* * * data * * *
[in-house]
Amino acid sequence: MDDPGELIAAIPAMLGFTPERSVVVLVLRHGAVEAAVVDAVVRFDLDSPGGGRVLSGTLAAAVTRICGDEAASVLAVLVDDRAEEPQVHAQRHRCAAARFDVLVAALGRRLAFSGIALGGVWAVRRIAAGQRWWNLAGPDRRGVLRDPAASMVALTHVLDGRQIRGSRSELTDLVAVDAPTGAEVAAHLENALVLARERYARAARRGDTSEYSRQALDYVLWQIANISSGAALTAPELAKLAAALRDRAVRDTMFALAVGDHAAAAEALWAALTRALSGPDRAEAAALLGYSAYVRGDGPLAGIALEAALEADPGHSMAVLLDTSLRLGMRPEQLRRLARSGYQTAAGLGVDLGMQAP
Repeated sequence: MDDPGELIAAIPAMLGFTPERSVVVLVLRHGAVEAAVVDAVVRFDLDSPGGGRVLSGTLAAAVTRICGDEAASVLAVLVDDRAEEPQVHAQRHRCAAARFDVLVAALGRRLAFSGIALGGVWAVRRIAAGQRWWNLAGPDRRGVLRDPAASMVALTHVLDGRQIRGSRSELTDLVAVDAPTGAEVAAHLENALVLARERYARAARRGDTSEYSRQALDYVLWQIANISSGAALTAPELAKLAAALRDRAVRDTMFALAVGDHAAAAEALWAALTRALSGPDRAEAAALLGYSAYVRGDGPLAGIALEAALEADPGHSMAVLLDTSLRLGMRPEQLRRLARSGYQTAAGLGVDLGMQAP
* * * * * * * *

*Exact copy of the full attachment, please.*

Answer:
[in-house]
Amino acid sequence: MDDPGELIAAIPAMLGFTPERSVVVLVLRHGAVEAAVVDAVVRFDLDSPGGGRVLSGTLAAAVTRICGDEAASVLAVLVDDRAEEPQVHAQRHRCAAARFDVLVAALGRRLAFSGIALGGVWAVRRIAAGQRWWNLAGPDRRGVLRDPAASMVALTHVLDGRQIRGSRSELTDLVAVDAPTGAEVAAHLENALVLARERYARAARRGDTSEYSRQALDYVLWQIANISSGAALTAPELAKLAAALRDRAVRDTMFALAVGDHAAAAEALWAALTRALSGPDRAEAAALLGYSAYVRGDGPLAGIALEAALEADPGHSMAVLLDTSLRLGMRPEQLRRLARSGYQTAAGLGVDLGMQAP
Repeated sequence: MDDPGELIAAIPAMLGFTPERSVVVLVLRHGAVEAAVVDAVVRFDLDSPGGGRVLSGTLAAAVTRICGDEAASVLAVLVDDRAEEPQVHAQRHRCAAARFDVLVAALGRRLAFSGIALGGVWAVRRIAAGQRWWNLAGPDRRGVLRDPAASMVALTHVLDGRQIRGSRSELTDLVAVDAPTGAEVAAHLENALVLARERYARAARRGDTSEYSRQALDYVLWQIANISSGAALTAPELAKLAAALRDRAVRDTMFALAVGDHAAAAEALWAALTRALSGPDRAEAAALLGYSAYVRGDGPLAGIALEAALEADPGHSMAVLLDTSLRLGMRPEQLRRLARSGYQTAAGLGVDLGMQAP